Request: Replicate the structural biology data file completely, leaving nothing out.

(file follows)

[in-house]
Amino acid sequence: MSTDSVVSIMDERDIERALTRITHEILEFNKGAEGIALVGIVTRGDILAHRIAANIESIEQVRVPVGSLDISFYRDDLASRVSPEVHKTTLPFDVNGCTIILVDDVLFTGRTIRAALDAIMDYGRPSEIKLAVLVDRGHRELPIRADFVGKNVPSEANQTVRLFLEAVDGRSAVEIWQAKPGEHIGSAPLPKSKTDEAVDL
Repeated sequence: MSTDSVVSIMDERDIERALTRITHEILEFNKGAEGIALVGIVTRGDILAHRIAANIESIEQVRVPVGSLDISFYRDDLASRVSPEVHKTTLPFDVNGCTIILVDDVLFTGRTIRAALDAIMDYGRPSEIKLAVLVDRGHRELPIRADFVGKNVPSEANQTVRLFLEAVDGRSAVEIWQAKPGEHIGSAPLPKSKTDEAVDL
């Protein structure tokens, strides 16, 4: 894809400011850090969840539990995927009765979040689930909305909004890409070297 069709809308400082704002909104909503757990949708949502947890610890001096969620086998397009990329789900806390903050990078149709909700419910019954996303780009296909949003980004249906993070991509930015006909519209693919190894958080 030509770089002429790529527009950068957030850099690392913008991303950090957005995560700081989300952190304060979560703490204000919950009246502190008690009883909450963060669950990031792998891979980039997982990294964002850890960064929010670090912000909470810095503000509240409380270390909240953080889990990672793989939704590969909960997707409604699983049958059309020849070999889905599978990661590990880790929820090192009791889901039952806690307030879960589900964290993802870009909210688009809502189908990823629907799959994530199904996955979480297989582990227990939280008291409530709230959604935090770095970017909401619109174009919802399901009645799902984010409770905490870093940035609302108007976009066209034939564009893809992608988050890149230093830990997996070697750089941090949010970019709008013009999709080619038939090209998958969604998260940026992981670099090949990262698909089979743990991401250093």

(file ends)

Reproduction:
[in-house]
Amino acid sequence: MSTDSVVSIMDERDIERALTRITHEILEFNKGAEGIALVGIVTRGDILAHRIAANIESIEQVRVPVGSLDISFYRDDLASRVSPEVHKTTLPFDVNGCTIILVDDVLFTGRTIRAALDAIMDYGRPSEIKLAVLVDRGHRELPIRADFVGKNVPSEANQTVRLFLEAVDGRSAVEIWQAKPGEHIGSAPLPKSKTDEAVDL
Repeated sequence: MSTDSVVSIMDERDIERALTRITHEILEFNKGAEGIALVGIVTRGDILAHRIAANIESIEQVRVPVGSLDISFYRDDLASRVSPEVHKTTLPFDVNGCTIILVDDVLFTGRTIRAALDAIMDYGRPSEIKLAVLVDRGHRELPIRADFVGKNVPSEANQTVRLFLEAVDGRSAVEIWQAKPGEHIGSAPLPKSKTDEAVDL
């Protein structure tokens, strides 16, 4: 894809400011850090969840539990995927009765979040689930909305909004890409070297 069709809308400082704002909104909503757990949708949502947890610890001096969620086998397009990329789900806390903050990078149709909700419910019954996303780009296909949003980004249906993070991509930015006909519209693919190894958080 030509770089002429790529527009950068957030850099690392913008991303950090957005995560700081989300952190304060979560703490204000919950009246502190008690009883909450963060669950990031792998891979980039997982990294964002850890960064929010670090912000909470810095503000509240409380270390909240953080889990990672793989939704590969909960997707409604699983049958059309020849070999889905599978990661590990880790929820090192009791889901039952806690307030879960589900964290993802870009909210688009809502189908990823629907799959994530199904996955979480297989582990227990939280008291409530709230959604935090770095970017909401619109174009919802399901009645799902984010409770905490870093940035609302108007976009066209034939564009893809992608988050890149230093830990997996070697750089941090949010970019709008013009999709080619038939090209998958969604998260940026992981670099090949990262698909089979743990991401250093």